The authors reported a reduction in ABR from 4.19 (95% confidence interval [CI], 3.22-5.45) during the lead-in period to 1.51 (95% CI, 0.8-2.82) during months seven through 18 after treatment, for a rate ratio of 0.36 (95% Wald CI, 0.20-0.64; p < 0.001), demonstrating noninferiority and superiority of etranacogene dezaparvovec versus factor IX prophylaxis (Figure). They also reported an increase in factor IX activity from baseline by a least-squares mean of 36.2 percentage points (95% CI, 31.4-41.0) at six months and 34.3 percentage points (95% CI, 29.5-39.1) at 18 months after treatment. This increase was first noted as early as three weeks in some patients and was sustained at 18 months. Nearly all participants (96%) discontinued factor IX prophylaxis during the period between week three and month 18. Lastly, the usage of factor IX concentrate decreased by a mean of 248,825 IU per year per participant in the post-treatment period (p < 0.001 for all three comparisons). Benefits and safety were observed in participants with predose AAV5 neutralizing antibody titers of less than 700. No difference was noted in the analysis of quality-of-life endpoints at 12 months.
Immunogenicity leading to infusion reactions and hepatotoxicity were the most frequently noted therapy-related side effects. Steroids were used successfully to manage these complications.
The authors concluded that etranacogene dezaparvovec gene therapy was superior to prophylactic factor IX with respect to ABR, and it had a favorable safety profile.
This study provides high-grade evidence on the use of gene therapy in hemophilia B care which has led to the Food and Drug Administration’s (FDA) approval of etranacogene dezaparvovec. We are at the dawn of a new era of advanced therapy in hemophilia care; this was the first FDA approval, and several others are already in the queue.
Current therapeutic options are safe and effective and have a long-term track record. As we look toward adoption of gene therapy in the real world, several issues need to be addressed. It is difficult to anticipate what proportion of patients with hemophilia may benefit from gene therapy, as multiple factors have been described that could limit its application. The trial had strict exclusion criteria, for example. Patients with inhibitors, thrombocytopenia, active infection with HIV, hepatitis B, hepatitis C, and liver disease were excluded; these are frequent comorbidities in persons with hemophilia. Authors observed only limited response rates in patients with high-titer AAV5 neutralizing antibodies. If this is a curative option, more data on long-term adverse effects would be vital to know.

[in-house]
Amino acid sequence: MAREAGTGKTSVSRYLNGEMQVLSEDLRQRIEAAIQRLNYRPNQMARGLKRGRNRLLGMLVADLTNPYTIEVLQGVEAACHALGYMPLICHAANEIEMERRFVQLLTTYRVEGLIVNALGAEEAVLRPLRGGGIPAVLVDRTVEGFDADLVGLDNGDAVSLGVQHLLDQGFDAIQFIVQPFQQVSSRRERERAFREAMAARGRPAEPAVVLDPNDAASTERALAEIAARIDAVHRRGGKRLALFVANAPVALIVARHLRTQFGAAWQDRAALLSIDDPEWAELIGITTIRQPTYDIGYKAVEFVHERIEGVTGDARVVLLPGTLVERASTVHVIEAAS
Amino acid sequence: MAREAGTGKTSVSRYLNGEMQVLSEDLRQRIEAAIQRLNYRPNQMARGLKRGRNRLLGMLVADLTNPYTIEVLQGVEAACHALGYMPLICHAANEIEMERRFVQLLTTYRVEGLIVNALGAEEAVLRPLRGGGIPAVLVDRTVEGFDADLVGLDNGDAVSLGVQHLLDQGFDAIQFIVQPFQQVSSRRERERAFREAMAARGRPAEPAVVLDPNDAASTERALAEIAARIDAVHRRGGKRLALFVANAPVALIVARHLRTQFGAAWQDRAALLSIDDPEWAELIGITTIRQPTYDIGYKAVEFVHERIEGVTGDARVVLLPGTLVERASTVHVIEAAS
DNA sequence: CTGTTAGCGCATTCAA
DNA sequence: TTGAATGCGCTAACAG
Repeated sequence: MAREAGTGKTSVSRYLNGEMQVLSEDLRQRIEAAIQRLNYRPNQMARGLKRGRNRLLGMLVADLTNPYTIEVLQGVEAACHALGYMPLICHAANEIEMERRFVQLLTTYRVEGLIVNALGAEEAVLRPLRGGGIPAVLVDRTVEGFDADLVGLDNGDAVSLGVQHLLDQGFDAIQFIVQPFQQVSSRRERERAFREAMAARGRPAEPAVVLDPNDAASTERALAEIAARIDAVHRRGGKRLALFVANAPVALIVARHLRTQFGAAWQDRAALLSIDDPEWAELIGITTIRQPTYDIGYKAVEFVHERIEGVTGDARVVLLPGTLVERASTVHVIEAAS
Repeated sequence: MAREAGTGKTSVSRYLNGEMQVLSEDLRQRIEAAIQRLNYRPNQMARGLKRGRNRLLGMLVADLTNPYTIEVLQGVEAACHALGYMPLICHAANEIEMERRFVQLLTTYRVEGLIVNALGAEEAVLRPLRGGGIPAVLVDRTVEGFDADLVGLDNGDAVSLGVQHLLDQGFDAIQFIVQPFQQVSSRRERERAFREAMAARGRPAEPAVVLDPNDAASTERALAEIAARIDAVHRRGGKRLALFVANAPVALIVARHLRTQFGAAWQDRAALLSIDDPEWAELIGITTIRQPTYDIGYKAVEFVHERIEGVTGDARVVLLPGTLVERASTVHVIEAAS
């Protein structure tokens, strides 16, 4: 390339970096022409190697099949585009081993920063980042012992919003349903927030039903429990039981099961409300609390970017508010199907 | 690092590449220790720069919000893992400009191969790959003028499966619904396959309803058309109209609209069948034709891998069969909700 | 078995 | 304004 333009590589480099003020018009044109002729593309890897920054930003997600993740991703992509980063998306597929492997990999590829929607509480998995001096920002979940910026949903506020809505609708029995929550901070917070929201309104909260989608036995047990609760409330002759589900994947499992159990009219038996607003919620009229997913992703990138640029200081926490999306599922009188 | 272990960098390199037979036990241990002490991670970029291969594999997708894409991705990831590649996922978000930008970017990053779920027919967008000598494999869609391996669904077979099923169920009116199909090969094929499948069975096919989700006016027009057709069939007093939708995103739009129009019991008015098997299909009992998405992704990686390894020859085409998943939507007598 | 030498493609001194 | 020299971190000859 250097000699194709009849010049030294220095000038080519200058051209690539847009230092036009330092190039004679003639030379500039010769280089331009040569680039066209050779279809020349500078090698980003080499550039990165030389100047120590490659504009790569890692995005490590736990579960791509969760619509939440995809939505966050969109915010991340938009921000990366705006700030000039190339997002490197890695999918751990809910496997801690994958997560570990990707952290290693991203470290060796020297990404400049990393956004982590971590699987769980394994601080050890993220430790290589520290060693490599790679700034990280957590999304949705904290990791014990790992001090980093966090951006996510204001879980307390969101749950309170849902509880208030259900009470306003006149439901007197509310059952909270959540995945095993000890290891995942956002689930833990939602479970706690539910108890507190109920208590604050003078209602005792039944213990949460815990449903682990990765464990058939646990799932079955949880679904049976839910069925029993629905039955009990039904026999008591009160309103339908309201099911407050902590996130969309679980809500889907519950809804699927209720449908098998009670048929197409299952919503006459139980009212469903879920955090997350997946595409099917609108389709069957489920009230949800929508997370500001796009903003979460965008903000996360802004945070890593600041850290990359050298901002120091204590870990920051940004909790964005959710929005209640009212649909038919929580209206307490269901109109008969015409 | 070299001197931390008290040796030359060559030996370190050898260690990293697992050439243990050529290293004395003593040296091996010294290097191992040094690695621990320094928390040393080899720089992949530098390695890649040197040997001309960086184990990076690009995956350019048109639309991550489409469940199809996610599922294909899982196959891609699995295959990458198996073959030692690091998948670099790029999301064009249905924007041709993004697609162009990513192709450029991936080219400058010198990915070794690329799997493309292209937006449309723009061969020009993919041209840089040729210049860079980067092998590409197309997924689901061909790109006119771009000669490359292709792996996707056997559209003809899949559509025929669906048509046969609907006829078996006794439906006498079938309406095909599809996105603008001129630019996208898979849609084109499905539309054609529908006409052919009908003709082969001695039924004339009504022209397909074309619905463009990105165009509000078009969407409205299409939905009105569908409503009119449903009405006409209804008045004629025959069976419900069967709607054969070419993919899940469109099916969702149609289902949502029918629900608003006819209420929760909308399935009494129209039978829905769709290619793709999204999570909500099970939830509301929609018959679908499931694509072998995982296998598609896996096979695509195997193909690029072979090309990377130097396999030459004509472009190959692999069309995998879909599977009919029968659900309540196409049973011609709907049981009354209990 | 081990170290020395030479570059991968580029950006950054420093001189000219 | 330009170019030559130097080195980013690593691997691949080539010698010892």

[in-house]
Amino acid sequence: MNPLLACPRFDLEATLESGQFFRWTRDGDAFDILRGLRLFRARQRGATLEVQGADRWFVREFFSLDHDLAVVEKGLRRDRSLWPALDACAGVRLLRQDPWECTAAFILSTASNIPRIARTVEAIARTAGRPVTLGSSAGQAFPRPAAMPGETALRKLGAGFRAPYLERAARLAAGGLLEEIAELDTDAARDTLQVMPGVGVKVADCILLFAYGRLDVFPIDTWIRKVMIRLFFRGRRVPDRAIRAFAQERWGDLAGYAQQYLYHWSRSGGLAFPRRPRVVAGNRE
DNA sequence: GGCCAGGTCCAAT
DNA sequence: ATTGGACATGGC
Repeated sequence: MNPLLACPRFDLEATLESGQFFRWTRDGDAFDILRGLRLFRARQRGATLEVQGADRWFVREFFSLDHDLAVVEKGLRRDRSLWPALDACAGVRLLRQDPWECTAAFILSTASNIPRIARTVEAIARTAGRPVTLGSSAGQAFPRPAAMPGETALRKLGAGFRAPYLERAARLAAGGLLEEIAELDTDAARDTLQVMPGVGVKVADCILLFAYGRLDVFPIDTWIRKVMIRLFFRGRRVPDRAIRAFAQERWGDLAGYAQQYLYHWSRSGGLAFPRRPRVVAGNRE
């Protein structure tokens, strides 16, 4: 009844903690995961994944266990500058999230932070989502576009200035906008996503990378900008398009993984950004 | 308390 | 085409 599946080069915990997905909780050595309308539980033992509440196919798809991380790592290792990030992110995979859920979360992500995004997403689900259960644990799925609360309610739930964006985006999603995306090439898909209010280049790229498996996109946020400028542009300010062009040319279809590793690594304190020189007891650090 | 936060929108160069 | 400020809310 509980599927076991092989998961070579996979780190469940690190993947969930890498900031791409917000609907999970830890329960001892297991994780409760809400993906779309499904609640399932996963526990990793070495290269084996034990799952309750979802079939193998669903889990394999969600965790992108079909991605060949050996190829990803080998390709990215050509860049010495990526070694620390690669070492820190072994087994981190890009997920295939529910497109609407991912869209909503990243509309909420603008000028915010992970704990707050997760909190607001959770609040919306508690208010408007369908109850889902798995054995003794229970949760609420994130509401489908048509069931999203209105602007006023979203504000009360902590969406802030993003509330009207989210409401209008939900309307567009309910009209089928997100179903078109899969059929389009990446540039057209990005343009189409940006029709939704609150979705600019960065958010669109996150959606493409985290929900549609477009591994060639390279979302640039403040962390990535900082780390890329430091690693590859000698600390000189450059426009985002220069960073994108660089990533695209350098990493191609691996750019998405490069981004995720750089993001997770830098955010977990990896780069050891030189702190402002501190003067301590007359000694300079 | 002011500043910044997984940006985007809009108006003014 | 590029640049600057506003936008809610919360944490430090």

Operationally, there would be a learning curve for patients and care team members while this therapy is adopted as standard of care. New clinical guidelines and protocols addressing initial administration and management of side effects — plus integration of the traditional therapies — would need to be created at societal and institutional levels.
The high cost of gene therapy needs to be balanced against the cost of ongoing factor replacement. Further economic studies are required to address this question. Other issues to be addressed include the willingness for health care insurance payers to pay for advanced therapeutics, such as gene/cellular therapy in the future in the case of a suboptimal outcome. Regulatory agencies, payers, and patients will play key roles in the evolution of adoption practices in years to come. Lastly, the existing issue of disparities in global health equity in hemophilia care will be further highlighted by the availability of gene therapy.
Dr. Shah indicated no relevant conflicts of interest. Dr. Pruthi has received consulting honoraria (for attending advisory boards) for CSL Behring, Genentech Inc., Bayer Healthcare AG, HEMA Biologics, and Instrumentation Laboratory Co.